That's what I was thinking. I used red oak for the spline, so I was afraid about the router bit spliting the spline. I'll use a hand finnish saw to trim it back and then hand sand it down. Maybe a little slower than the router, but safer for sure. Thanks.Any of your mentioned methods will work. Depending on the specie and how much is protruding, you will develop a comfortable method. For the most part you want to make sure you don't tear or split the spline using a router bit. If cut close, you could rout it, but I prefer to take it back by hand, especially if it is to be decorative.
I would try a "poor mans dozuki"...a simple hacksaw blade used on the pull stroke like the Japanese backsaws. Wrap a little tape around the far end and push down on it as you pull the saw through. The tension should keep the blade flat since you are pulling instead of pushing.Or maybe I should hand trim and sand flush? .
Thanks for all the ideas. I do have a block plane, but am embarassed to say I would probably tear up the woodshop trying to use it. I've never been any good with a plane. I used a fine toothed hand saw I had laying under and behind everything in the shop and it turned out great. Hit it with a sanding block and it's beautiful.How 'bout a block plane??? Surely everybody has one of those!!!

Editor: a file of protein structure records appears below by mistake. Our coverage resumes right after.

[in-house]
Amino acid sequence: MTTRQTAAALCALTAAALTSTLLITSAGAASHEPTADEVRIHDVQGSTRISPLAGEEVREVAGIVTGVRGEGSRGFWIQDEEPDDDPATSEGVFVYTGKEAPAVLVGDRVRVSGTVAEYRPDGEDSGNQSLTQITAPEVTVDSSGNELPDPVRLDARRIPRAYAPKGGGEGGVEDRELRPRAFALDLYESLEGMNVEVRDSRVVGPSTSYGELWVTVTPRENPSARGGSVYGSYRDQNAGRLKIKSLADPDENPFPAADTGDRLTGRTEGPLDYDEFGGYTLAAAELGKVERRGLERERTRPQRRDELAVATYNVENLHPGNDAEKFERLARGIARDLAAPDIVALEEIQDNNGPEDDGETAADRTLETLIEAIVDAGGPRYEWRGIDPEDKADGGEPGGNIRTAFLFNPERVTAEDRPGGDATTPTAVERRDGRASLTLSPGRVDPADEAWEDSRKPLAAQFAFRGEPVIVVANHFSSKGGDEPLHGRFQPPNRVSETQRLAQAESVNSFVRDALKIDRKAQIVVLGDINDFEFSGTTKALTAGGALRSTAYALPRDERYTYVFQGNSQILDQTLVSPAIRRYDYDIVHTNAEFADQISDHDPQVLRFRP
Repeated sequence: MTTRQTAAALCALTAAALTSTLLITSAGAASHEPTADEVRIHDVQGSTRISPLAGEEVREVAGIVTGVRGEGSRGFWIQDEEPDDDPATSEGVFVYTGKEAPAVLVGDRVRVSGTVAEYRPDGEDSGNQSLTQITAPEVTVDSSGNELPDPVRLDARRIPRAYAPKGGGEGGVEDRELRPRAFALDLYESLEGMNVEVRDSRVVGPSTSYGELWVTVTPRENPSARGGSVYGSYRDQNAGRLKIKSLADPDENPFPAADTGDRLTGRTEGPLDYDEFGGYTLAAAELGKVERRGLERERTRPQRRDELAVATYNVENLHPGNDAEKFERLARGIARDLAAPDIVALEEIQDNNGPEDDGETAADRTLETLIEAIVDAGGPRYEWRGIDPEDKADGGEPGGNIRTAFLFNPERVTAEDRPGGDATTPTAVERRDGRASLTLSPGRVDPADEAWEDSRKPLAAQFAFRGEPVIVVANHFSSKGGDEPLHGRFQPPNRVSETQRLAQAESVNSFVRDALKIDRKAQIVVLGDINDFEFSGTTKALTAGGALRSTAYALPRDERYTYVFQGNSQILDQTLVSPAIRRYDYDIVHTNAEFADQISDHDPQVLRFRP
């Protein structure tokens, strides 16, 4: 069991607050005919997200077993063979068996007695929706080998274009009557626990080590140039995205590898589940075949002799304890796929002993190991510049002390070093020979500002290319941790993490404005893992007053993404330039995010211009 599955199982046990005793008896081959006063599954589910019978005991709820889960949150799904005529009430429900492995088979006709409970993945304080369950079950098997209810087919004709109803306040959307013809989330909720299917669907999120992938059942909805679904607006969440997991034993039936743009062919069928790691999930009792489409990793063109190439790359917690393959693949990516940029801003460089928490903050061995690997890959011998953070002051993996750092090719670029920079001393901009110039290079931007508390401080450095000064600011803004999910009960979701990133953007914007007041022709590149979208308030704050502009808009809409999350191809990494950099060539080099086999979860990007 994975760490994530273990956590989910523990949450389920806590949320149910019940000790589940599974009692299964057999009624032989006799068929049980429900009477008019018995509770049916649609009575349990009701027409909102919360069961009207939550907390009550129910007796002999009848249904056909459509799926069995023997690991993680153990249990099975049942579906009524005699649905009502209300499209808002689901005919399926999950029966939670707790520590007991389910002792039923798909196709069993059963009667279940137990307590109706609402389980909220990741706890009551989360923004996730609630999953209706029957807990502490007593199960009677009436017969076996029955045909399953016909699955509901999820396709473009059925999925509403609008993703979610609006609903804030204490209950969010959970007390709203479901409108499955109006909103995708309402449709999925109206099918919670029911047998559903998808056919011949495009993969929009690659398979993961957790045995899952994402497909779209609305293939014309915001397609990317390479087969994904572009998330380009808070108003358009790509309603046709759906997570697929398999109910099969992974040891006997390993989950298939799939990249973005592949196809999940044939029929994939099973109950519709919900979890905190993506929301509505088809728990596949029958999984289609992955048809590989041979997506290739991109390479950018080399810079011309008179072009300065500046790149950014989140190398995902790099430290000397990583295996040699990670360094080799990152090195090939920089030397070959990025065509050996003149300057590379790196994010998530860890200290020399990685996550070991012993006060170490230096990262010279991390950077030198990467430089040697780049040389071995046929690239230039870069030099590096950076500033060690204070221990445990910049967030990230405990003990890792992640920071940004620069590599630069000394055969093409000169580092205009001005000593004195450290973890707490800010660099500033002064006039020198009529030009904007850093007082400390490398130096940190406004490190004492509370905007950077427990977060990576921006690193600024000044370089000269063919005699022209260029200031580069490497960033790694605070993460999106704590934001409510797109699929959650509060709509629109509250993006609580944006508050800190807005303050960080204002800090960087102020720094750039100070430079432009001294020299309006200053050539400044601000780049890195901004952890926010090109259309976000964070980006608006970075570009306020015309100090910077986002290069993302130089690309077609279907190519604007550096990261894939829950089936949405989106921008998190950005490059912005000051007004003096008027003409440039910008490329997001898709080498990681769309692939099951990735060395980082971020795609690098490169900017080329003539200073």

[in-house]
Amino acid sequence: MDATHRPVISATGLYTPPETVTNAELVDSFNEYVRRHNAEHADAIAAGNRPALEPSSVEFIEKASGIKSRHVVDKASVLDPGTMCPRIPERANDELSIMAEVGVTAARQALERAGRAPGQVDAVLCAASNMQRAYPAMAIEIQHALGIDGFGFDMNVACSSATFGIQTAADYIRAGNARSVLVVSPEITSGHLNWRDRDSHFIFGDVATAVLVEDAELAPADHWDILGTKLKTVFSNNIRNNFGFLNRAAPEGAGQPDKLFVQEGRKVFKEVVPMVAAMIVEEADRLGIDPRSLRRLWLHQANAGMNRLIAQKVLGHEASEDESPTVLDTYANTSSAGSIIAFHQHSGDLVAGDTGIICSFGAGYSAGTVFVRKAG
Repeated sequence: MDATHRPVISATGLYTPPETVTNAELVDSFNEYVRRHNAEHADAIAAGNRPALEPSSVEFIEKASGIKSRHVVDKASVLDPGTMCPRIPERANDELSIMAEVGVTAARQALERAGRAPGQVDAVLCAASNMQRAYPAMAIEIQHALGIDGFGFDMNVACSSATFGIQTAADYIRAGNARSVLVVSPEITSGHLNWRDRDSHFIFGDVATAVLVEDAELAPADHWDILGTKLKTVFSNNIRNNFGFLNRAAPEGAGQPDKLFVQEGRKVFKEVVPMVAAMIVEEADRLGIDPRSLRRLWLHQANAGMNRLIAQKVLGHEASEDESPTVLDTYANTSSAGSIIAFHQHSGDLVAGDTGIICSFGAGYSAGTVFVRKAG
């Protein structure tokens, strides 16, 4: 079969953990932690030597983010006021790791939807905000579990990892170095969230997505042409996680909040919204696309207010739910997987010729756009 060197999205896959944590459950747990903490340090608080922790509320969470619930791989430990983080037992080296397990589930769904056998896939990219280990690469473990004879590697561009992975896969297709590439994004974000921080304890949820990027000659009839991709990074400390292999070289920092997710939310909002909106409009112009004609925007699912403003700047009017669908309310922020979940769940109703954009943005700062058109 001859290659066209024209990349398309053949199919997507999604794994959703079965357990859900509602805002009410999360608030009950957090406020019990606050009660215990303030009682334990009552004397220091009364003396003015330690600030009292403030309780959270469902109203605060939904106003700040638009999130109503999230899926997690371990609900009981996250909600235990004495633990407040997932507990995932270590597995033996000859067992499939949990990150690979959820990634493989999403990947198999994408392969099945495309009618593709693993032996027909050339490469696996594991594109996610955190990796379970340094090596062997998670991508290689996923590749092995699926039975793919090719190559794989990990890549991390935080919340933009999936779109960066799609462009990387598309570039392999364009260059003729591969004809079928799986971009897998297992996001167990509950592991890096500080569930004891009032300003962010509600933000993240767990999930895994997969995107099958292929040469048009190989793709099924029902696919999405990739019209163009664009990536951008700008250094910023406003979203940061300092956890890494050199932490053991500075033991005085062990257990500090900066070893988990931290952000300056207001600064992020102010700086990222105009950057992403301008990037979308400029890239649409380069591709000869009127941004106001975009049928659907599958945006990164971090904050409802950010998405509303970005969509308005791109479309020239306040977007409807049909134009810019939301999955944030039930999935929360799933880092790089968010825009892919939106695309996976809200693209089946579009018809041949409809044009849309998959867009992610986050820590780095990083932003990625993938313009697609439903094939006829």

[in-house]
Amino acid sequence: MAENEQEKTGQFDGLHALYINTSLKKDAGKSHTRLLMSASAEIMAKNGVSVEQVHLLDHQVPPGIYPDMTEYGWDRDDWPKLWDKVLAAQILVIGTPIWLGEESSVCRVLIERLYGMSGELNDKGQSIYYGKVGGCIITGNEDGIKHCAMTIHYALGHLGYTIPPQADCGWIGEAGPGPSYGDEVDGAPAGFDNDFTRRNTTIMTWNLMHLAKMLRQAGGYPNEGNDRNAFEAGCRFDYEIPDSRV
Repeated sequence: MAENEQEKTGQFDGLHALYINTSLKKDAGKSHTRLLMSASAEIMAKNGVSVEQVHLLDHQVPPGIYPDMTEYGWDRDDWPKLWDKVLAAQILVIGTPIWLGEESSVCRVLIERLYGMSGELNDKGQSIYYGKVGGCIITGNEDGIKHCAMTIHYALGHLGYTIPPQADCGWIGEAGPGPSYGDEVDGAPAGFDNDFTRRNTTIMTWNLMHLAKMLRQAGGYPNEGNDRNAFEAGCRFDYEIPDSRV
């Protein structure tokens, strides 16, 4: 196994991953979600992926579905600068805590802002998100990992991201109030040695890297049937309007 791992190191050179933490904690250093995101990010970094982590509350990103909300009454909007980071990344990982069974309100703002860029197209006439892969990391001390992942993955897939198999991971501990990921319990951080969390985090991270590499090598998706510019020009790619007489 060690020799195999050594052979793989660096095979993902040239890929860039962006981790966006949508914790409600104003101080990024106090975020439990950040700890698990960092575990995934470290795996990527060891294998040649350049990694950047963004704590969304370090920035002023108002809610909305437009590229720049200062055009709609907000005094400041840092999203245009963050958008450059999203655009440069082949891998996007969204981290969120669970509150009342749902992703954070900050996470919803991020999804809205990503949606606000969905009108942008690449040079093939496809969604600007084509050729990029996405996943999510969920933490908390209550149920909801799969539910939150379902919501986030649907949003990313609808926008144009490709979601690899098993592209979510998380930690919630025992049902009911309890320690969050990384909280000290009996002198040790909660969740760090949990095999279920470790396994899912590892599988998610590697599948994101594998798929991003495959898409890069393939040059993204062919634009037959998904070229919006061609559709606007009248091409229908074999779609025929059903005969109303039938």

I don't think anything's wrong with the block plane, it's brand new... I believe the problem lies somewhere just behind the plane, probably sitting on the stool or standing at the bench with a stupid look on my face.....:laughing:Well, now that's done....TUNE UP YER BLOCK PLANE!!!:thumbsup: :laughing:
Hummmm..... very interesting. As a bonified new woodworker, I understood the importance of the plane and scraper, but I think I've got a new appreciation. I need to get rid of my junk Buck Bros plane!!!! I think I was more impressed with the scrapers. I don't have one, but I definately need one (or four). Thanks for that video.Brand new outta the box doesn't mean it's ready to use. It's gotta be honed and such.
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